Bizarre, intense, enjoyable: My week tweeting for @Ireland
I was the account’s 253rd tweeter, but the first living in Japan
‘I thought it would be a way of connecting with friends and family back in Ireland.’
‘People I haven’t heard from since I lived in Cork found me while I was on Twitter that week.’
For the last week of 2016 I had the honor of tweeting for Ireland. Some people emailed me to congratulate me, presuming I was selected from millions and chosen to be the guardian/custodian of @Ireland. Thanks, but I wasn’t. After being prompted by two Irish friends living in London I simply emailed the guy who runs the account, which is handed over to a different tweeter every week, and nominated myself.
Instead, I got the final week of the year, becoming the account’s 253rd tweeter. It was a bizarre, intense and enjoyable week, during which I tried to justify to my in-laws and son that I had to be tethered to my phone all week as I was communicating with the world via @Ireland.
None of my family in Ireland are on Twitter and none of my family in Japan are on Twitter. That’s about the only thing they have in common. To be honest, I wasn’t very active on Twitter either, having abandoned the rabbit hole years ago when I worked as a technology journalist in London, and I found myself tweeting my colleagues, who were sitting next to me. I chose life and deleted my account.
Last year I got back on Twitter, for professional reasons. I am a freelance journalist and I teach at a university. Twitter is useful for contacting people (and for stealing other people’s ideas). Up until handling the @Ireland account I would have described myself a twice-a-week tweeter. Within about a minute of taking over the Ireland account I had tweeted three times. With in about an hour I was tweeting for… Ireland.
The difference is, of course, the followers. The Ireland account has over 46,000. That’s two Mullingars plus two Kenmares. No matter what you post someone will like it, because that’s the currency of Twitter, that and retweeting. You can also, as I found out, like what you posted yourself. What you’re really hoping for are retweets - an endorsement, affirmation even - somebody re-posting your tweet. That, and a shout-out from @realdonaltrump - the commander-in-chief of Twitter.
Before agreeing to take over the @Ireland account you’re asked to be civil, not to use it for commercial purposes, accentuate the positive, and accept that your posts won’t be liked by everyone - which is a roundabout way of saying some people will troll you.
Japan is nine hours ahead of Ireland, so during the daytime here in Japan Ireland was sleeping. I think in the main I was tweeting at Americans and people my side of the Himalayas. At around dinner time in Japan, Ireland was waking up, which gave me the whole day to try and be witty. I wasn’t. But, not for the want of trying.
What did I tweet besides witticisms? Well, a lot of food photos. I write restaurant reviews for The Japan Times and have countless photos of food on my computer. Japan is a food obsessed country, which is one of the better aspects of living here. So a lot of food photos went up. And they were liked. Pictures of food, and of cats, is to the internet as turf is to the Bog of Allen. Actually, I also posted pictures of cats, or a cat, with a cabbage leaf on its head. And it was liked.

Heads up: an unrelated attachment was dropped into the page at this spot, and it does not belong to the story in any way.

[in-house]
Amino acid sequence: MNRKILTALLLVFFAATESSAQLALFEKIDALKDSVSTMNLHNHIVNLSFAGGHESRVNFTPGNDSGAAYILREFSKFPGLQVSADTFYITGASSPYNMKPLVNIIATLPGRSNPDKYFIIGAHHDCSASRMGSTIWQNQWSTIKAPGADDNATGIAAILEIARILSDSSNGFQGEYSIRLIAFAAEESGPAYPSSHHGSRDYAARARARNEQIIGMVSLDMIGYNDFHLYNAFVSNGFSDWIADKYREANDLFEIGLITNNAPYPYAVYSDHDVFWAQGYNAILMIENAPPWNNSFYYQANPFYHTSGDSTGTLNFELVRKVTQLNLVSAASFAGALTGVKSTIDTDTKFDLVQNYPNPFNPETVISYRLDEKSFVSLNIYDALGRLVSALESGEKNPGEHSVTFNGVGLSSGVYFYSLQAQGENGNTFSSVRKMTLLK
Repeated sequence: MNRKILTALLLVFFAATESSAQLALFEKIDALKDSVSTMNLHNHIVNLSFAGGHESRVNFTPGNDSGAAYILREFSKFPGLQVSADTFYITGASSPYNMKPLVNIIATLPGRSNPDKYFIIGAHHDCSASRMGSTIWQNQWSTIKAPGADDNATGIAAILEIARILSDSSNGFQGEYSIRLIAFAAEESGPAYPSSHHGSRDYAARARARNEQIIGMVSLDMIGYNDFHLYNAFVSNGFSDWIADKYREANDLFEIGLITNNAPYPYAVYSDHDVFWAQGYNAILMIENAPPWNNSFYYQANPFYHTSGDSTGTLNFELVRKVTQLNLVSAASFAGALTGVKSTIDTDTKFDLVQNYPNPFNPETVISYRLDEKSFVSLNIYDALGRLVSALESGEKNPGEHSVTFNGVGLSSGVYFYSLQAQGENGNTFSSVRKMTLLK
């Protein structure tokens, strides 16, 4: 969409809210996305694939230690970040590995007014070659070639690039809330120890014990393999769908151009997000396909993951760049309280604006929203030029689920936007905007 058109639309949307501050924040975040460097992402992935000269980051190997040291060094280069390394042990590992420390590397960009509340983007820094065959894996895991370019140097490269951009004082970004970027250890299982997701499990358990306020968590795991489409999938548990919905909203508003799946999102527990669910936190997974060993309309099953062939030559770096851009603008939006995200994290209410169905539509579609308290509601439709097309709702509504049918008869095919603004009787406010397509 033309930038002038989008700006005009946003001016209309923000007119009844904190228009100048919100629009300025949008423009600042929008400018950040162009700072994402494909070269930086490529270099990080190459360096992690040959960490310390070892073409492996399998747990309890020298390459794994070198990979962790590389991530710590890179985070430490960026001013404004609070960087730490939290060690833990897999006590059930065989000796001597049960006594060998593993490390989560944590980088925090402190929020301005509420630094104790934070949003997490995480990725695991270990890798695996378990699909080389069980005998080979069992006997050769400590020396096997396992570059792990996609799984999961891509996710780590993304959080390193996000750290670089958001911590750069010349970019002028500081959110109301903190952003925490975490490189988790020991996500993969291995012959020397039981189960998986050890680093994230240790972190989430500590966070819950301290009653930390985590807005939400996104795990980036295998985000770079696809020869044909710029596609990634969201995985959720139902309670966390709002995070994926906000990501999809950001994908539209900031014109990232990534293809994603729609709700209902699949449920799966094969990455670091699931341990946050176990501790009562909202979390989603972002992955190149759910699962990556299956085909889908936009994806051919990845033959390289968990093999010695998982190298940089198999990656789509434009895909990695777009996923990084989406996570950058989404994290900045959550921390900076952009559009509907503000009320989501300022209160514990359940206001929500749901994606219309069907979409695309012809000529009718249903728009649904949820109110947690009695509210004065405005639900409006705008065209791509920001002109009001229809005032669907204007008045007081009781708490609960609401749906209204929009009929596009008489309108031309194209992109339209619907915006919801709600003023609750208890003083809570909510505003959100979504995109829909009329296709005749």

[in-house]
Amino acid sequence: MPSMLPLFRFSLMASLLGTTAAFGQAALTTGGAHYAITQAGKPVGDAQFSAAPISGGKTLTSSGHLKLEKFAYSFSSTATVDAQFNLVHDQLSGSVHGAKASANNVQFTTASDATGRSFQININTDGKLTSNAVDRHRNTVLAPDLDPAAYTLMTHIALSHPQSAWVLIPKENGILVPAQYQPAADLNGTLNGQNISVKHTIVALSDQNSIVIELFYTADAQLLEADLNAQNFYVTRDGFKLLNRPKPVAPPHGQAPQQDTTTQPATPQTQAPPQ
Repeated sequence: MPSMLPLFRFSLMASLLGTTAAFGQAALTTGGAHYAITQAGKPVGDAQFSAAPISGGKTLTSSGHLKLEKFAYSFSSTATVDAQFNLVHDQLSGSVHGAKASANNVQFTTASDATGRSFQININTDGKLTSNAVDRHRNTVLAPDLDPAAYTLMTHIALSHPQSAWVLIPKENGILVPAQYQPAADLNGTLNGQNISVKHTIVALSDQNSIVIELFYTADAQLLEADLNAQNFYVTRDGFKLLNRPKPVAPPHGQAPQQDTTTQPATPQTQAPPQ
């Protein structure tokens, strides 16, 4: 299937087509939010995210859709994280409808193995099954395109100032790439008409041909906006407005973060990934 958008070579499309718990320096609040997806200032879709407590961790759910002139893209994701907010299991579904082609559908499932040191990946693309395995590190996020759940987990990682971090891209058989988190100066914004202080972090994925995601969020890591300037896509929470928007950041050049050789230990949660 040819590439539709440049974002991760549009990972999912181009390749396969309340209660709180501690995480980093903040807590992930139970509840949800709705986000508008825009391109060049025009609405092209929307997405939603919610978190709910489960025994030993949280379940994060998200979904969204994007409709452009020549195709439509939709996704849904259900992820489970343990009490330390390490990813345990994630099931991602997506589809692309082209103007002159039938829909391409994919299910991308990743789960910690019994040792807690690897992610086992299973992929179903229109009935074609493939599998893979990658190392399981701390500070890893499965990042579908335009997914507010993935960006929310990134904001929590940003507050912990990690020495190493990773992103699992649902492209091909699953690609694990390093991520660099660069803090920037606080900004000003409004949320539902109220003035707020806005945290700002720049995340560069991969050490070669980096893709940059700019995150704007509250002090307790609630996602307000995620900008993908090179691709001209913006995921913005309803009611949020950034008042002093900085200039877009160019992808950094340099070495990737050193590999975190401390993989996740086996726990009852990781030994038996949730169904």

The Irish Embassy in Japan contacted me, too; I think they thought I was selected to handle @Ireland, and sent me some information about trade and cultural contacts between these two island countries. I tweeted a joke from the Ireland’s Own, that my brother sent to me via WhatsApp. That got both liked and retweeted, which suggests to me that there’s a global hunger for the Lilt of Irish Laughter.
A tweet that got one the biggest reactions was a link to an incredible photo essay in the New York Times documenting president Rodrigo Duterte’s ongoing and brutal anti-drug campaign in the Philippines.
I think I was the first person to take over the @Ireland account from Japan. Around 10,000 Irish people visit Japan every year; some of those visitors joined the week-long conversation. Also, people I haven’t heard from since I lived in Cork found me while I was on Twitter that week. For the most part, people were friendly and funny. There’s a reason Twitter is spelled with wit! Of course there were eejits also, but sure you’d find them in Kenmare, and Mullingar too.
In one of my last tweets after an intense week of tweeting, thinking about tweeting, and dipping in and out of multiple and fleeting conversations, I mentioned how I wondered Donald Trump will run a country and live (as he clearly does) on Twitter. “Don’t you mean ruin a country?” someone replied almost immediately. And I liked it.
I’ve since reverted to not tweeting very much. And I like that too.
JJ O’Donoghue is a freelance journalist and a teacher in Japan. He contributes to The Japan Times, CNN and NHK, and occasionally to Twitter @jj_nodonoghue.